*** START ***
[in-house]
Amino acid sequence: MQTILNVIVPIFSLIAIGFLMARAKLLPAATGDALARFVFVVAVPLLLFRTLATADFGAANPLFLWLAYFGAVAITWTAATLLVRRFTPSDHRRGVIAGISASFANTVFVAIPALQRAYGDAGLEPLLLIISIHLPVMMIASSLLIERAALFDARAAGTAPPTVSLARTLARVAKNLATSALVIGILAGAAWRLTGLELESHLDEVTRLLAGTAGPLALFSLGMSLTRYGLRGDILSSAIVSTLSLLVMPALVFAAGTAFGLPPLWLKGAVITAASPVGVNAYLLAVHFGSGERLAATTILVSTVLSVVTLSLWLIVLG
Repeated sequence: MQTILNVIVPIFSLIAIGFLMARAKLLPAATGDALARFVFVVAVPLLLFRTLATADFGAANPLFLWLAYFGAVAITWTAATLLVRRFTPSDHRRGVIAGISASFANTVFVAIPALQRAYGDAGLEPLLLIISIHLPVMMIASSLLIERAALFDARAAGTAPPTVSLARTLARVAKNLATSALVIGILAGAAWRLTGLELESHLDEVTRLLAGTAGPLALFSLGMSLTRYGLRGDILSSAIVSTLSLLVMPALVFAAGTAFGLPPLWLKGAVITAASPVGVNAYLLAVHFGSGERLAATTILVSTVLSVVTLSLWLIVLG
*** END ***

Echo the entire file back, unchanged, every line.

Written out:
[in-house]
Amino acid sequence: MQTILNVIVPIFSLIAIGFLMARAKLLPAATGDALARFVFVVAVPLLLFRTLATADFGAANPLFLWLAYFGAVAITWTAATLLVRRFTPSDHRRGVIAGISASFANTVFVAIPALQRAYGDAGLEPLLLIISIHLPVMMIASSLLIERAALFDARAAGTAPPTVSLARTLARVAKNLATSALVIGILAGAAWRLTGLELESHLDEVTRLLAGTAGPLALFSLGMSLTRYGLRGDILSSAIVSTLSLLVMPALVFAAGTAFGLPPLWLKGAVITAASPVGVNAYLLAVHFGSGERLAATTILVSTVLSVVTLSLWLIVLG
Repeated sequence: MQTILNVIVPIFSLIAIGFLMARAKLLPAATGDALARFVFVVAVPLLLFRTLATADFGAANPLFLWLAYFGAVAITWTAATLLVRRFTPSDHRRGVIAGISASFANTVFVAIPALQRAYGDAGLEPLLLIISIHLPVMMIASSLLIERAALFDARAAGTAPPTVSLARTLARVAKNLATSALVIGILAGAAWRLTGLELESHLDEVTRLLAGTAGPLALFSLGMSLTRYGLRGDILSSAIVSTLSLLVMPALVFAAGTAFGLPPLWLKGAVITAASPVGVNAYLLAVHFGSGERLAATTILVSTVLSVVTLSLWLIVLG